Once upon a time, if you were diagnosed with cancer, your oncologist would tell you to take it easy. Rest. Don’t exert yourself. Save your strength for treatment and recovery.
Then again, doctors used to tell people with back problems to rest too, which is the opposite of current advice. They also advised pregnant women not to exert themselves and certainly not to run; that, too, has been overturned.
For cancer, the evidence for exercise benefits keeps growing. Exercise before, during and after treatment reduces symptoms of anxiety and depression, helps counter cancer-related fatigue and has been found to improve survival and lower recurrence rates for people with breast, colorectal and prostate cancer. Major groups, including the American College of Sports Medicine (ACSM), the American Cancer Society and others, have endorsed a formal evidence-based statement that an exercise program should be part of everyone’s cancer treatment plan.
But how might that work? To find out, I called Sunflower Wellness, a nonprofit organization in the Bay Area. Its origins date to the work of personal trainer Christopher Goad, whose own experience with cancer led him to write a manual about exercise and cancer. Goad also ran popular fitness classes for people with cancer that served more than 200 people over five years. He died in 2004, at age 35, but his work became the basis of Sunflower Wellness that year.
The key to incorporating fitness is to make it a part of your treatment plan at your hospital or clinic, explained Derek Barnes, Sunflower’s board chair. “With moderate levels of directed, programmatic fitness, you can reach a higher state of well-being during your treatment,” he said. There’s also an emotional and social context. “When you are diagnosed with cancer, you’re overwhelmed with information, you’re being directed by your physician and you’re exhausted,” he said. “There’s a value in connecting, to finding yourself in an exercise class with other people who are going through similar things.”
In the Bay Area, many clinics and hospitals have arrangements with Sunflower. “We work with these institutions to prescribe assistance in the prescription of exercise in their settings,” Barnes said. First, the patient, who is referred to as a “client”, has a free on-site consultation with a Sunflower personal trainer, who is accredited by the ACSM as a certified cancer exercise trainer. The result is a personalized fitness plan tailored to their specific medical case.
To put that plan into practice, clients may become Sunflower members, which includes two one-hour counseling sessions and routine annual check-ins, deeply discounted (by as much as 75%) gym memberships in area fitness clubs, and access to an online library of exercises specifically developed for people with cancer. Membership costs $25 a month or $250 a year. Scholarships are also offered for those who need financial assistance.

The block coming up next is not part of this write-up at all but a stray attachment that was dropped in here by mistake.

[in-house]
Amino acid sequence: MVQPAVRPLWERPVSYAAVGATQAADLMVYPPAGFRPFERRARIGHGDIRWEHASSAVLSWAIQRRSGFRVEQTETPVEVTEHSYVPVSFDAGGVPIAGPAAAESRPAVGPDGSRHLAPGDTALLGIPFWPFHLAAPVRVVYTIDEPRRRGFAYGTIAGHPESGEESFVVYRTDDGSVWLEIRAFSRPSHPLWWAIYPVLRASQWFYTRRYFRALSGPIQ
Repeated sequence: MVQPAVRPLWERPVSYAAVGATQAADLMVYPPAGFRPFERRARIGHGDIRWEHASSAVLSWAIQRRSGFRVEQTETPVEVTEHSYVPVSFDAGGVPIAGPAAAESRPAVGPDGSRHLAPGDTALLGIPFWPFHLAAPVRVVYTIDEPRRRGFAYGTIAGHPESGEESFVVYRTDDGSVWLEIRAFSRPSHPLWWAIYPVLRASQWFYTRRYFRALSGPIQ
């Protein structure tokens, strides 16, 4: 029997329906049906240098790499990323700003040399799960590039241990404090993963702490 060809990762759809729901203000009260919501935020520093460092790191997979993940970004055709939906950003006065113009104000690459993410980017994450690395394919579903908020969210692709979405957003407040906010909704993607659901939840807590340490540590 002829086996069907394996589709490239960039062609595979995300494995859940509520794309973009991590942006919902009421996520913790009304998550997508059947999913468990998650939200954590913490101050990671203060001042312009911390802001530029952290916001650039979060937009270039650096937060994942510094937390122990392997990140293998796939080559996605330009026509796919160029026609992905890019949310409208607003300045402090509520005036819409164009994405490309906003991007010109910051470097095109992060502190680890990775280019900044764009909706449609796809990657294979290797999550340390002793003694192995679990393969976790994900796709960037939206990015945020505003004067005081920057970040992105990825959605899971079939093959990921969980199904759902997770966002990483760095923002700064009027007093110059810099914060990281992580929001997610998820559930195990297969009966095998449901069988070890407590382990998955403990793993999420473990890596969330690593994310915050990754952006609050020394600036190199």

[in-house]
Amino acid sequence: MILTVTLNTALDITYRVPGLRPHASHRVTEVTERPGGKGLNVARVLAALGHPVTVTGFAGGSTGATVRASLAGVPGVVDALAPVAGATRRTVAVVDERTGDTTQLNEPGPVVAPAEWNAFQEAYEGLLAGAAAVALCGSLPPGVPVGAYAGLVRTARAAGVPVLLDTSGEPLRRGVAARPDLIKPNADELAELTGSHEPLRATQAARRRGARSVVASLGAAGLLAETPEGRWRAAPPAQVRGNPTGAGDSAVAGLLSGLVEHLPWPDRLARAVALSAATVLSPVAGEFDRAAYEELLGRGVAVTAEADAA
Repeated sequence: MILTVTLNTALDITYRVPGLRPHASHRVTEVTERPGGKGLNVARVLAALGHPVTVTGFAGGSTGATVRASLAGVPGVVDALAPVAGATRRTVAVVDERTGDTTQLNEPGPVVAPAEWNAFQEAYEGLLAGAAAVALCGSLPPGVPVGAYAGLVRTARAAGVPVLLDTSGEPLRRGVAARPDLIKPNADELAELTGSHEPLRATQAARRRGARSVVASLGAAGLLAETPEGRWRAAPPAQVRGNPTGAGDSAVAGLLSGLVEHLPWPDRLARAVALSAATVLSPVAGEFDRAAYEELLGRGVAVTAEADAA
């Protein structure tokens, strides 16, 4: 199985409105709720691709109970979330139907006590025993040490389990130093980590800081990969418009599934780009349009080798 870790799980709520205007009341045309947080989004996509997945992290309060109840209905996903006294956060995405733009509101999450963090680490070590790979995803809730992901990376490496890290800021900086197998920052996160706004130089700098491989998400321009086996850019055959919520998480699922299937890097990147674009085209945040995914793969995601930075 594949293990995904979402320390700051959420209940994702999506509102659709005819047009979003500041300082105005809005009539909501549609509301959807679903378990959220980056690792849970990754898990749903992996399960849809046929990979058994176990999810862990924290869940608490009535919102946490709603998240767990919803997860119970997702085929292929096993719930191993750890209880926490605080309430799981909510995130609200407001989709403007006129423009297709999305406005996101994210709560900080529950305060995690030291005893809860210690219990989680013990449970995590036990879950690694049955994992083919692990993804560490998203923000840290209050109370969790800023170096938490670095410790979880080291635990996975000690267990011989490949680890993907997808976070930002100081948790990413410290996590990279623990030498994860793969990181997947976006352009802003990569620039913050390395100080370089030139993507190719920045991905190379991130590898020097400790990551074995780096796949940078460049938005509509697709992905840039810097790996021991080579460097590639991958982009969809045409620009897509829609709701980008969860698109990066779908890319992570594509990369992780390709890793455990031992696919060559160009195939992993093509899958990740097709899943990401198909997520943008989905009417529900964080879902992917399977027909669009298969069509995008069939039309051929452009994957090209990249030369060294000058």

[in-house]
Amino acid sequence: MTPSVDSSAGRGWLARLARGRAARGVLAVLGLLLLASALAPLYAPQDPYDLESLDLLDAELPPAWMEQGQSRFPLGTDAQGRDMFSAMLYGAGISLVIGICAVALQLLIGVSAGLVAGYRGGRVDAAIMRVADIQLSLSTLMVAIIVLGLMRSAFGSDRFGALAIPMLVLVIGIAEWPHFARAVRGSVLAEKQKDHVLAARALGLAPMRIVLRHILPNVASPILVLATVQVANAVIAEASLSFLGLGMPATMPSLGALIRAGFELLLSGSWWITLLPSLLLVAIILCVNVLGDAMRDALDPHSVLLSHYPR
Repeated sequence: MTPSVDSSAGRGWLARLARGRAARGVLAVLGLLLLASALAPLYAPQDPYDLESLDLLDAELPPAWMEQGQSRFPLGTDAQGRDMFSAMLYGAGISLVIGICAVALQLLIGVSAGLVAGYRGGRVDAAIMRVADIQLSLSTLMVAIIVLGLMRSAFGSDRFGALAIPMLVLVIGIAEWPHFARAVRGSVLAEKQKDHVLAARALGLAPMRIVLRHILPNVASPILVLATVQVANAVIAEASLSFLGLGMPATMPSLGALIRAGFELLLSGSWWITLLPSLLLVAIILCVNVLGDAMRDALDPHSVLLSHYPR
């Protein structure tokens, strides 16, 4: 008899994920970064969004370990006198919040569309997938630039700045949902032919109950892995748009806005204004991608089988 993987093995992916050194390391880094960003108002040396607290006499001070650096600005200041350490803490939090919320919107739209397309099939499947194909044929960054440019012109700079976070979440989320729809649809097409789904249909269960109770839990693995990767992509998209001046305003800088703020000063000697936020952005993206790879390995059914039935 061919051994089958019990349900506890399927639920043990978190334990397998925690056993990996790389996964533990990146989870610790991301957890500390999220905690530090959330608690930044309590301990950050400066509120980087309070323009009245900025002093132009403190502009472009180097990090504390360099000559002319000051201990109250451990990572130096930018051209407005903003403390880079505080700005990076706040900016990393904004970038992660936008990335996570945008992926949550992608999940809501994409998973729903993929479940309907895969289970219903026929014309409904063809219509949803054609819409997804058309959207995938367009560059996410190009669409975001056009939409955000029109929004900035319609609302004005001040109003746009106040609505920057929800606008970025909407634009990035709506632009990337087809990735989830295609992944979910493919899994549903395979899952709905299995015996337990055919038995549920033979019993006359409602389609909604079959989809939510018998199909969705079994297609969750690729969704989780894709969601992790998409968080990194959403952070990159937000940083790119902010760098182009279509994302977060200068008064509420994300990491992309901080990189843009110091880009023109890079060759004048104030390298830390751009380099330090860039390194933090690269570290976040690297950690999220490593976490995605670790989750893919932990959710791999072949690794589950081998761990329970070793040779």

To expand exercise access nationally, Sunflower recently partnered with the Maple Tree Cancer Alliance, which runs its fitness program during cancer treatment in 15 hospitals in Pennsylvania, Florida and Ohio. The goal is to create a national organization with a Comprehensive Exercise Oncology (CEO) program that becomes the standard in treating cancer with individualized care—integrating cancer treatments and exercise, in person and via virtual platforms. “We’re working with Maple Tree to create a standard platform and certification program that fitness instructors can be put through,” he said. “We hope to license this approach and technology so others may develop their own CEO programs inside and beyond hospital settings.”
Barnes also had advice for anyone not in the Bay Area. “Many progressive hospitals may already have piloted fitness programs,” he said. The first step is to find an knowledgeable resource where you are being treated. “Ask the nurse, resource navigator or patient advocate what’s available—they may know more than the doctor,” he advises. (To find an ACSM-certified trainer in your area, click here.)
The biggest obstacle to widespread availability of these programs? Insurance. It’s a very different story from nutrition services. “When a person with cancer is referred to a nutritionist, insurance generally covers the service,” Barnes noted. That’s not yet true for even a trainer with ACSM cancer certification. “What will change the game is when these services are billable,” he said. He believes that will happen in the next two or three years.
He’d like to see a more integrated wellness movement where other fitness programs, such as yoga for people with cancer, join together in a national network of certified wellness providers and make a variety of exercise programs for people with cancer essential elements of cancer treatment in the United States. “We know these programs work,” said Barnes. “We have enough research. Now we need to move the needle in terms of expanding the standard of care.”
To learn more, see “Prescribing Exercise as Cancer Treatment.”